Pentagon hacker vows to take extradition fight to Europe
McKinnon begins nail-biting Lords wait amid claims of US threats
Gary McKinnon's legal team said they will take their fight against his extradition all the way to the European Court of Human Rights on Monday, as the highest court in England began deliberations on whether to turn him over to US authorities.
The London hacker now faces an anxious wait for the judgment on his latest appeal, which is expected to take about two weeks.
During a day-long session of legal nit-picking, five Law Lords heard McKinnon's barrister, David Pannick QC, argued that the US had abused process by trying to strong-arm his client into accepting extradition and pleading guilty.
Gary McKinnon at Infosec 2007
'Play by our rules'
Pannick told the hearing: "If the United States wish to use the processes of English courts to secure the extradition of an alleged offender then they must play by our rules."
It emerged that in exchange for compliance, US prosecutors offered to withdraw a threat to block any application for McKinnon to be repatriated to serve most of his time in a UK jail. This threat is central to his lawyers' claims of abuse of process.
The bargain offered by the US Embassy's Ed Gibson (who is now Microsoft UK's chief security adviser) for a guilty plea would reduce his sentence from eight-to-ten years, to between three and four years. Combined with the UK's more generous parole system, that would mean that McKinnon might have served only two years in prison.
In her evidence, McKinnon's solicitor Karen Todner said that in their correspondence the US had told her that failure to play ball would mean "all bets were off" and that repatriation to the UK "would not occur". This threat, charged McKinnon's team, "sought to impose pressure to accept extradition and plead guilty", and represented an unlawful abuse of the court process that was "disproportionate [and] reprehensible".
Prosecutors exaggerated their influence over the repatriation process, said Pannick, in a bid to secure McKinnon's co-operation, and that had "made it all the worse". Edward Fitzgerald QC, who provided supporting intervention at the hearing on behalf of the civil liberties charity Liberty, said: "What the prosecution [was] saying is 'I have immense powers and I will use them against you'."
McKinnon has admitted taking advantage of lax security in US systems to install covert software that gave him control of settings and access to files. He was looking for evidence of UFOs. He has not admitted causing hundreds of thousands of dollars of damage, a claim at the heart of the US government's allegations.
Clare Montgomery QC, acting for the US government, disputed this, saying if McKinnon had refused to cooperate he would have still been considered for a return to the UK. "This was very close to the type of plea bargaining that might occur here... this was not a case of 'we [US prosecutors] can give or withold the right to transfer [to the UK]'" she told the Lords.
Montgomery also echoed comments from one of the Lords sitting, Baroness Hale, who had suggested that the deal offered to McKinnon might simply have been "the facts of life", rather than a threat, and that it offered him significant benefits. She scorned calls for Gary McKinnon to face trial in the UK, saying: "He must have appreciated as he hacked into American computers that he was committing an act that would have had repercussions in America."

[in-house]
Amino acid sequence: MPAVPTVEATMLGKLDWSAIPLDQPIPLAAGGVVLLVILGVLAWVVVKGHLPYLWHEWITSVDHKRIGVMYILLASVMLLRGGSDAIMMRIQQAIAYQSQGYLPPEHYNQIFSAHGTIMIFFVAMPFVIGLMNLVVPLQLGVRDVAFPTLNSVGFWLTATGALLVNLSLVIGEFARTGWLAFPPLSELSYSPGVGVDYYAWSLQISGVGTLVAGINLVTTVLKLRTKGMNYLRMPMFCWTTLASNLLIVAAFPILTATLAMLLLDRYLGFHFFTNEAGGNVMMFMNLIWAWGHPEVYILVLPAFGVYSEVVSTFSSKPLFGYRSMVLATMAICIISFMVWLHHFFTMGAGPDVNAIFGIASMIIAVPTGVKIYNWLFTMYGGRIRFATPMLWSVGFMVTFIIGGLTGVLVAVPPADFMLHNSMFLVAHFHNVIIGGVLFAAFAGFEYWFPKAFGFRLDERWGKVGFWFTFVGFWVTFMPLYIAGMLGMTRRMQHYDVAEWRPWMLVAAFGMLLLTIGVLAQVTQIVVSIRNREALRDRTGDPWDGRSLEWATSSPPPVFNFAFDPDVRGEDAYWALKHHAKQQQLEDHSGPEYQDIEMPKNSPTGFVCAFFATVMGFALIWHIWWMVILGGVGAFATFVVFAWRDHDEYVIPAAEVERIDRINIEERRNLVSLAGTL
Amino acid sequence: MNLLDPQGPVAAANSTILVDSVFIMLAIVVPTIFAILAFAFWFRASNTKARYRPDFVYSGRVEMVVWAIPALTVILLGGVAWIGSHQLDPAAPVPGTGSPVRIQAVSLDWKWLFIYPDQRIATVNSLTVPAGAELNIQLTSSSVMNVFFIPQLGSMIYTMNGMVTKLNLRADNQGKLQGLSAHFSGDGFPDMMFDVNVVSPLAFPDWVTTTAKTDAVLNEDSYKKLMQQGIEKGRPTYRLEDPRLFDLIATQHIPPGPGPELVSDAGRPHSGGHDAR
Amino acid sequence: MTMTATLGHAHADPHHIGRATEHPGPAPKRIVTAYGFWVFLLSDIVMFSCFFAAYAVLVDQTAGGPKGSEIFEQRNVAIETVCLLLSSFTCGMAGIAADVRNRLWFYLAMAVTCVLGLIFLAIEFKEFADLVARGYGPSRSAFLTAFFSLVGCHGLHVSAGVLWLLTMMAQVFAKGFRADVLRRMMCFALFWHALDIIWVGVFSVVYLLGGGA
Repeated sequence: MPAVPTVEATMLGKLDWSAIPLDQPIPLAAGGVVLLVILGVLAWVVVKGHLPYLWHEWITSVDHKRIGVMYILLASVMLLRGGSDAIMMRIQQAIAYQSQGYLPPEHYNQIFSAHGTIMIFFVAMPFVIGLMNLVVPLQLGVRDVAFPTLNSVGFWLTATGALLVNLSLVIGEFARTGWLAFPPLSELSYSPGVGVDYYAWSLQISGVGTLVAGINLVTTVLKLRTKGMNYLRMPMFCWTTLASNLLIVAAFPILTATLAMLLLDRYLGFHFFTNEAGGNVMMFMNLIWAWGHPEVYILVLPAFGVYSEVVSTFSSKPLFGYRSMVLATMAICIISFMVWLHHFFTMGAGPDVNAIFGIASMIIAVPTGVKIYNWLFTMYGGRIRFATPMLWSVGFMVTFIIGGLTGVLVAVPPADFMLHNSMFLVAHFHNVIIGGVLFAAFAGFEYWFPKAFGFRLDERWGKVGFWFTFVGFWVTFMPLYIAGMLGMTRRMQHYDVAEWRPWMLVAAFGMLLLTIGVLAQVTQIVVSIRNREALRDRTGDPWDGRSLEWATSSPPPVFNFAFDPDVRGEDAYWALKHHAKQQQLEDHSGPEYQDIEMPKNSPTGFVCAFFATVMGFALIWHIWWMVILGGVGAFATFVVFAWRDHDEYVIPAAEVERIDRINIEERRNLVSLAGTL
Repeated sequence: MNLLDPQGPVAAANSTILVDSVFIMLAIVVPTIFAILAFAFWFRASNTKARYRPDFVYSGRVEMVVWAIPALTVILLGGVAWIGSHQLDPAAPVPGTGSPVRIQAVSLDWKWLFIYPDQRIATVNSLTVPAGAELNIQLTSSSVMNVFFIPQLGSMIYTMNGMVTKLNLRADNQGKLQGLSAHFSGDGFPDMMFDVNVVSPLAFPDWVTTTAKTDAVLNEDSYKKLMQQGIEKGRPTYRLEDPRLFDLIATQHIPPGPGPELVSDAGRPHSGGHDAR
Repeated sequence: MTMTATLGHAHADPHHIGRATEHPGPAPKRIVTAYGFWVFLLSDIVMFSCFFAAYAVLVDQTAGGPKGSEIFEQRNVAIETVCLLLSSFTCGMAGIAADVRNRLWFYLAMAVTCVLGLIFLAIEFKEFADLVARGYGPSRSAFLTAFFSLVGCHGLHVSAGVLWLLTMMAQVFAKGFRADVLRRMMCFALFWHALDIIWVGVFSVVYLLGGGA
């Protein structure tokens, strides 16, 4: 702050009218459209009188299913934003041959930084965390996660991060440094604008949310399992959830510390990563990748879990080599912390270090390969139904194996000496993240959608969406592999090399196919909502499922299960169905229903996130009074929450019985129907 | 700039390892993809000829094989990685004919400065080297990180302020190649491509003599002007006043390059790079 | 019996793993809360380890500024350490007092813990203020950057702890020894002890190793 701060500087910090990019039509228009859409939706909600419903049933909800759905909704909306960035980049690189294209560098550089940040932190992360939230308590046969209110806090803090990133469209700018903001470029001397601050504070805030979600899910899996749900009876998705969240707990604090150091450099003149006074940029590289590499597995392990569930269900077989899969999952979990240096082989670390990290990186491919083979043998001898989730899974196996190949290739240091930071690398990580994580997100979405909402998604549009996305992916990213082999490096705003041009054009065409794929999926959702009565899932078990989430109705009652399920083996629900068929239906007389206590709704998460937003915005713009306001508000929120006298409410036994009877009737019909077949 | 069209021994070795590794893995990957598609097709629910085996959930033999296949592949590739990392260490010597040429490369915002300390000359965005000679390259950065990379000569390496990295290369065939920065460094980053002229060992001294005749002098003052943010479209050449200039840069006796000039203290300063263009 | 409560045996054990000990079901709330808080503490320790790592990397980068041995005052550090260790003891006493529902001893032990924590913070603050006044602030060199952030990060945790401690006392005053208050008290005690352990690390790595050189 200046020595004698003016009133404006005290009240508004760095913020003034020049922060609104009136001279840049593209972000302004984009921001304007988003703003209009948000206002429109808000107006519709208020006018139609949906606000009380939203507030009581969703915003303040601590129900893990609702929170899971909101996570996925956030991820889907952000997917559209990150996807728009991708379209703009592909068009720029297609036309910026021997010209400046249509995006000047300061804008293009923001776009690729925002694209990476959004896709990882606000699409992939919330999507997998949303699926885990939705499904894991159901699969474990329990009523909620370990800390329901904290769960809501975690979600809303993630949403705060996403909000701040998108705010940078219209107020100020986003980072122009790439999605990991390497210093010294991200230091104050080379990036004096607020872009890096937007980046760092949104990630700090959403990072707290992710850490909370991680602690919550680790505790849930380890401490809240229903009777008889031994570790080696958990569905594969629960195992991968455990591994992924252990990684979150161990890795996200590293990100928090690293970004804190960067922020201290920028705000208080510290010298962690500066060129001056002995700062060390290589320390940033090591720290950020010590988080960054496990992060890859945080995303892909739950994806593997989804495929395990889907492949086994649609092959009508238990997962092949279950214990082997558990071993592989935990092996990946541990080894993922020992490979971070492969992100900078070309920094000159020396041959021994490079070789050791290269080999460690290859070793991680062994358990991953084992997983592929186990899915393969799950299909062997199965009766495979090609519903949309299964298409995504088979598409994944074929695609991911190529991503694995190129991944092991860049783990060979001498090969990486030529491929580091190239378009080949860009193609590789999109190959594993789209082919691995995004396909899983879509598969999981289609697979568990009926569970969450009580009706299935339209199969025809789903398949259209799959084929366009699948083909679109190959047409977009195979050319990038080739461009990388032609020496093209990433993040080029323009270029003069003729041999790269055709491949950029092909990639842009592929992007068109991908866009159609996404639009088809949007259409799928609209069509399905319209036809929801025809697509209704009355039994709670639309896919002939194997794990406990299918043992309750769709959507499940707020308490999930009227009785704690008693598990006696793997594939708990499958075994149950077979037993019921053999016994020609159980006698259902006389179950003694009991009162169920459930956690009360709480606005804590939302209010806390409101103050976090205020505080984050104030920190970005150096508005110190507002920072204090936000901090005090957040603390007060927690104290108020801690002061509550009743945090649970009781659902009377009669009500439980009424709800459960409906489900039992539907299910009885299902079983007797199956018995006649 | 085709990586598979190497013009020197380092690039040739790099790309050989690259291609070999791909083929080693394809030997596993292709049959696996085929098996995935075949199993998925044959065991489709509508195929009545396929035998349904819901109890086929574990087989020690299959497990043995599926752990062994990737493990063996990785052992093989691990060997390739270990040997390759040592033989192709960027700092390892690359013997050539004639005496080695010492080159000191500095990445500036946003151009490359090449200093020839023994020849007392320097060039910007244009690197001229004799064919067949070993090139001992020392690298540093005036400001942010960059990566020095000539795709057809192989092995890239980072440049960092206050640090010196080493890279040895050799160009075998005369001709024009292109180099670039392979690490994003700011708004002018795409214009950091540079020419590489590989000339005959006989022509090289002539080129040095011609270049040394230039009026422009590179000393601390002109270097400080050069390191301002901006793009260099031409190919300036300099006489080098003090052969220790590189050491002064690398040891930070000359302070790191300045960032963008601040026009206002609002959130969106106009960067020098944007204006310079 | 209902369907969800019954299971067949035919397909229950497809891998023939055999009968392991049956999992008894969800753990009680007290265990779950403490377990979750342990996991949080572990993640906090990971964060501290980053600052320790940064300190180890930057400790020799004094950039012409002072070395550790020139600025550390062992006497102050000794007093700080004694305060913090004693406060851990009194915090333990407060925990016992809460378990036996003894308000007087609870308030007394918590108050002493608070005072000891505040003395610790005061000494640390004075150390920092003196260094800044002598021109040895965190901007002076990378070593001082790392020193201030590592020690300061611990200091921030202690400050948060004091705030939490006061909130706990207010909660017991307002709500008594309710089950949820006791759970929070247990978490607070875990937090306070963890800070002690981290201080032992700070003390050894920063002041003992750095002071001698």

On a knife-edge
In the Palace of Westiminster corridors after the hearing, the consensus among the gathered legal minds was that the case is poised on a knife-edge. Nevertheless, McKinnon's team were cautiously upbeat.
McKinnon himself attended only the morning session of the hearing, flanked by family and supporters. Win or lose, the saga is set to continue for some time.
Victory will override the extradition treaty between the US and UK, and mean the case goes all the way back to Magistrate's court. In that scenario, unlike during the process seen so far, judges will consider US evidence against McKinnon. The treaty has not been ratified by Congress so does not allow the UK to reciprocally extradite suspects from the US without evidence hearings.
Defeat would be a major blow, but McKinnon's team said outside the hearing that it would be by no means the last stand. The precedent set by the European Court of Human Rights in the Babar Ahmad case makes a challenge there likely, said solicitor Karen Todner.
And that can take years. ®
@AC 17th June 2008 15:36 GMT
Why are you an apologist for a criminal, corrupt, and above all else, downright evil US administration?
It is mindless sheeple such as yourself who invents problems, in order to justify ludicrous knee jerk publicity stunts.
Thanks for the concern, but I really don't need someone to save me from all these non-existent 'cybur-terrurists'.
Makes a change
from the Pentagon vowing to make extradition flights to Europe
Pale Blue Dot
If the US Govt has such secret data. Why would they have it accessible via the internet?
If it was so secret, why would their computer systems be so easy to hack into?
If the data was so sensitive. Why would the Govt even acknowledge its existence?
The whole thing is ridiculous.
If people in charge of such "secret" data are that stupid. THEY should be held accountable for allowing the data to be accessible so easily. It should be under Very Heavy lock and key. AND NOT ON THE INTERNET OR CONNECTED TO ANY PHONE LINES.
Put THOSE govt people in prison.
Not the curious ordinary citizens.
This is Madness.
SHAME ON THE EVIL, IGNORANT, INSANE AMERICAN GOVERNMENT OFFICIALS
Everyone should watch Carl Sagan's "Pale Blue Dot" and live and let live.